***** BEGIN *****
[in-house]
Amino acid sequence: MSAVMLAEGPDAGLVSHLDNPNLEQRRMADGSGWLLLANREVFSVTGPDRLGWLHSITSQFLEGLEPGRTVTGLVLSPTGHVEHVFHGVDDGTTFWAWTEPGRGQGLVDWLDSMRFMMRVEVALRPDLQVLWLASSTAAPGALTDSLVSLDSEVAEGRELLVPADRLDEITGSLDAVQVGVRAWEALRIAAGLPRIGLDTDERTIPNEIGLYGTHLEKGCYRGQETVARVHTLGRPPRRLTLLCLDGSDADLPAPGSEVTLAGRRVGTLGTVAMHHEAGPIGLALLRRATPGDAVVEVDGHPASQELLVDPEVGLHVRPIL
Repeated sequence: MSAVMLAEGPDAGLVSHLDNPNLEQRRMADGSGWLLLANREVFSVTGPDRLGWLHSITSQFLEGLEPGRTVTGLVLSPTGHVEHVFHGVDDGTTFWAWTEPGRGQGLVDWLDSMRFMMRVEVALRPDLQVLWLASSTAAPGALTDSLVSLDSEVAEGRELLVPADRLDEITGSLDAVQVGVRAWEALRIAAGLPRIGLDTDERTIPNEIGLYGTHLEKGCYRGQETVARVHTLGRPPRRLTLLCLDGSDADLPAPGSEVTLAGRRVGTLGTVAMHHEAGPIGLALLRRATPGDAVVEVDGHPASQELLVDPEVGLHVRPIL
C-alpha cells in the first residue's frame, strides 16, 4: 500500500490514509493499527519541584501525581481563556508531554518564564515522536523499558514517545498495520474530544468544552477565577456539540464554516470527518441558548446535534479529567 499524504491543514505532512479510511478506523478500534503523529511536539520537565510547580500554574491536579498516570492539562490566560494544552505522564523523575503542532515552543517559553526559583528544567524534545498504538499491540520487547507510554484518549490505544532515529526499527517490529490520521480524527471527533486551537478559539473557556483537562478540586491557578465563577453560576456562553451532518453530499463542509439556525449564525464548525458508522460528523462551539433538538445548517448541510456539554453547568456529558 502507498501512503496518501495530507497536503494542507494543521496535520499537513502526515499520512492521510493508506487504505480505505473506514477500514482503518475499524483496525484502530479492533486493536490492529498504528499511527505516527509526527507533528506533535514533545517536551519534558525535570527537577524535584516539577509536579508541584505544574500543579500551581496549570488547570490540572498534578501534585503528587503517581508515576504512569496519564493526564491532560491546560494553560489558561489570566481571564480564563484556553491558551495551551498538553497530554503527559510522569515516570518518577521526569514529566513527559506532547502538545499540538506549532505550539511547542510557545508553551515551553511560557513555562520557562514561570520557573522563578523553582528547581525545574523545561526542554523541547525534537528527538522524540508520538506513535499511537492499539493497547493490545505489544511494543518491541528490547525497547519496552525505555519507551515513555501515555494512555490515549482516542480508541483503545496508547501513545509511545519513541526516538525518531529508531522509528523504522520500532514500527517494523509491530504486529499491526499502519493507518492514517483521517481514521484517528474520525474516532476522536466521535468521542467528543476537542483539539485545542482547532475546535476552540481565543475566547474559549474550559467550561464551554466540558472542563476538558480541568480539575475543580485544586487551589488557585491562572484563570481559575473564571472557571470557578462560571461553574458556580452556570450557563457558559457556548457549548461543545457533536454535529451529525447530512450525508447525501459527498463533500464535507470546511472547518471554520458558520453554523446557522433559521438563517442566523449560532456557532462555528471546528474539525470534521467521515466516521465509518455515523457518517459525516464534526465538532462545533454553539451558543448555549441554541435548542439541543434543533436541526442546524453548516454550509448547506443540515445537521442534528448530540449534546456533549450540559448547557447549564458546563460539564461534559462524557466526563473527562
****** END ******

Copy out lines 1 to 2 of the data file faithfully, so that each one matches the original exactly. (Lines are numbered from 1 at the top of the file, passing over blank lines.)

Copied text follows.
[in-house]
Amino acid sequence: MSAVMLAEGPDAGLVSHLDNPNLEQRRMADGSGWLLLANREVFSVTGPDRLGWLHSITSQFLEGLEPGRTVTGLVLSPTGHVEHVFHGVDDGTTFWAWTEPGRGQGLVDWLDSMRFMMRVEVALRPDLQVLWLASSTAAPGALTDSLVSLDSEVAEGRELLVPADRLDEITGSLDAVQVGVRAWEALRIAAGLPRIGLDTDERTIPNEIGLYGTHLEKGCYRGQETVARVHTLGRPPRRLTLLCLDGSDADLPAPGSEVTLAGRRVGTLGTVAMHHEAGPIGLALLRRATPGDAVVEVDGHPASQELLVDPEVGLHVRPIL